A 64-metre long replica of the Bayeux Tapestry is coming to Woodbridge.
The Medieval Mosaic, which depicts William the Conqueror’s victory in the Battle of Hastings, is made of three million pieces of spring steel, weighs 350kg and holds the Guinness World Record as the world’s largest steel mosaic.
And now, as part of a tour of the UK, the artwork – which took Michael Linton 33 years to complete, latterly with the help of his daughter Rachael – will be exhibited at the Longshed, next to Woodbridge Tide Mill.
The display was made possible after Clare Perkins, Mayor of Woodbridge, contacted Mr Linton to express her admiration.
She said: “The Bayeux Tapestry marks the Battle of Hastings – one the most significant events in British history.
“It is simply wonderful that 950 years later people in Suffolk will be able to enjoy this extraordinary mix of the modern and the ancient.
“After all, the year 1066 was an important date not just in national history, but in local history too.”
Historical texts suggest many of the foot soldiers who fought at Hastings came from Bury St Edmunds and were led by Gyrth, the Earl of East Anglia and brother of King Harold.
Local author Charlie Haylock, who supported the bid to find a Suffolk venue for the work, said the Normans had a huge influence on East Anglia in every way – introducing surnames and completing the biggest census we had at the time in the Domesday Book.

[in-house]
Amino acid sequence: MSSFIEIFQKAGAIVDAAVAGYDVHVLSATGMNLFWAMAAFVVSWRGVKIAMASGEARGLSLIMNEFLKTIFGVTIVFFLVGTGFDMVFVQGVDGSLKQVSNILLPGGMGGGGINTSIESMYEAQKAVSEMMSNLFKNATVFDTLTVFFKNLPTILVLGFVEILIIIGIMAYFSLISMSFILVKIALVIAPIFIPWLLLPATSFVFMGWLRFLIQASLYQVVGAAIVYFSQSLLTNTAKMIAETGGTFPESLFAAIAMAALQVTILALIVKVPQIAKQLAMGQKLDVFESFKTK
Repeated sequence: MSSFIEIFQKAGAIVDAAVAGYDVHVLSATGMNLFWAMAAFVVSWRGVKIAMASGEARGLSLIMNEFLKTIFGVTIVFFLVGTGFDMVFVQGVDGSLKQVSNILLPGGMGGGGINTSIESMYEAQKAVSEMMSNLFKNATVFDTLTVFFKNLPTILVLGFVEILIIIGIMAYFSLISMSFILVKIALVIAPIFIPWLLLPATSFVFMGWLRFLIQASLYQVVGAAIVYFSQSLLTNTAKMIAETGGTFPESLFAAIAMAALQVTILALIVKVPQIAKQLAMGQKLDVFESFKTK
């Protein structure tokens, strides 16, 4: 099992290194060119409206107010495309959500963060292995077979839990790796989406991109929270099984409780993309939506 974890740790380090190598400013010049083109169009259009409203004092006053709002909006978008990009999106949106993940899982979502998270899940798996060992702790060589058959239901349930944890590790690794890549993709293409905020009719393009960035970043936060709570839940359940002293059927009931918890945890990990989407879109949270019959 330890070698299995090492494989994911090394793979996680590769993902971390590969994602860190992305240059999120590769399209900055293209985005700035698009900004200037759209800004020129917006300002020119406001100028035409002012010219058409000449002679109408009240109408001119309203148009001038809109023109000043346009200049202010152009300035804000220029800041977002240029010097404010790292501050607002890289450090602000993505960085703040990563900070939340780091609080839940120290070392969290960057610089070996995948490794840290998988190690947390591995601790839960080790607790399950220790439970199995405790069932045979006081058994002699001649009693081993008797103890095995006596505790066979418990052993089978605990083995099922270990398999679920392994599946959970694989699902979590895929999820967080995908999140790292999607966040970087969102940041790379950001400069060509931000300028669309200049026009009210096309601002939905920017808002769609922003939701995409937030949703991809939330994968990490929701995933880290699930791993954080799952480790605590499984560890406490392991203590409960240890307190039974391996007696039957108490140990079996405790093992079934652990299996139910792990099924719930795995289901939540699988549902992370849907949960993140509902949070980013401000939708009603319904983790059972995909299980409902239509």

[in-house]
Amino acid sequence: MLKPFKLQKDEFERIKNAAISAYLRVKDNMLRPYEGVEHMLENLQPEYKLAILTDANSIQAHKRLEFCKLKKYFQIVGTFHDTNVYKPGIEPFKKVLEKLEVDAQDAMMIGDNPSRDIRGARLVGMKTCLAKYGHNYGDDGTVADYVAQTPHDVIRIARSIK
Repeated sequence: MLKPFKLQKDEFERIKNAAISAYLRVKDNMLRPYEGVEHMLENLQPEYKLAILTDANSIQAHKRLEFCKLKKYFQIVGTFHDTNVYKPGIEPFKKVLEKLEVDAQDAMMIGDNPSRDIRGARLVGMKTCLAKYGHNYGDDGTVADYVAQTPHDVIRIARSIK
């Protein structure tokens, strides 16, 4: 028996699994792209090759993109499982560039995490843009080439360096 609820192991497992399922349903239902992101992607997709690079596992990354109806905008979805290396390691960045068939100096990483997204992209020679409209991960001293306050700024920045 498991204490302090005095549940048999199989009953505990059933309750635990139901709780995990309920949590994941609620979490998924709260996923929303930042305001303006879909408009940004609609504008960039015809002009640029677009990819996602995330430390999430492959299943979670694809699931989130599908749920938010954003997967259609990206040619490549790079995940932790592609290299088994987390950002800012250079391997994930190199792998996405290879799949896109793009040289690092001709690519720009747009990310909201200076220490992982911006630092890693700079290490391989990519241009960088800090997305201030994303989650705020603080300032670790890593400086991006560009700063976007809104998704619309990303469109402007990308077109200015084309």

“The 1066 mosaic replica is not only an accurate visual portrayal of history, but it is also an artistic masterpiece full of vibrant colour for everyone to behold,” he added.
Ms Perkins said the town had secured the mosaic with the support of Choose Woodbridge
James Lightfoot, chairman of Choose Woodbridge said: “Clare the Mayor has worked hard to pull off this huge coup for the town. The amazing work is an exciting way for people to explore this part of our history.
“It will provide yet another reason for visitors to come to Woodbridge over the coming months.”
The original Bayeux Tapestry is on show in Normandy in France but in the last nine centuries it has faded. There are also parts missing.
The mosaic includes a ‘finale’ section that tells the story from the battle to William’s coronation on Christmas Day 1066 and portrays the battles of Fulford and Stamford Bridge.
More details of when this will open to the public will be released in due course, and we are delighted to confirm that the artist will be in attendance daily during the exhibition.
To find out more about the Medieval Mosaic, visit www.1066.co.nz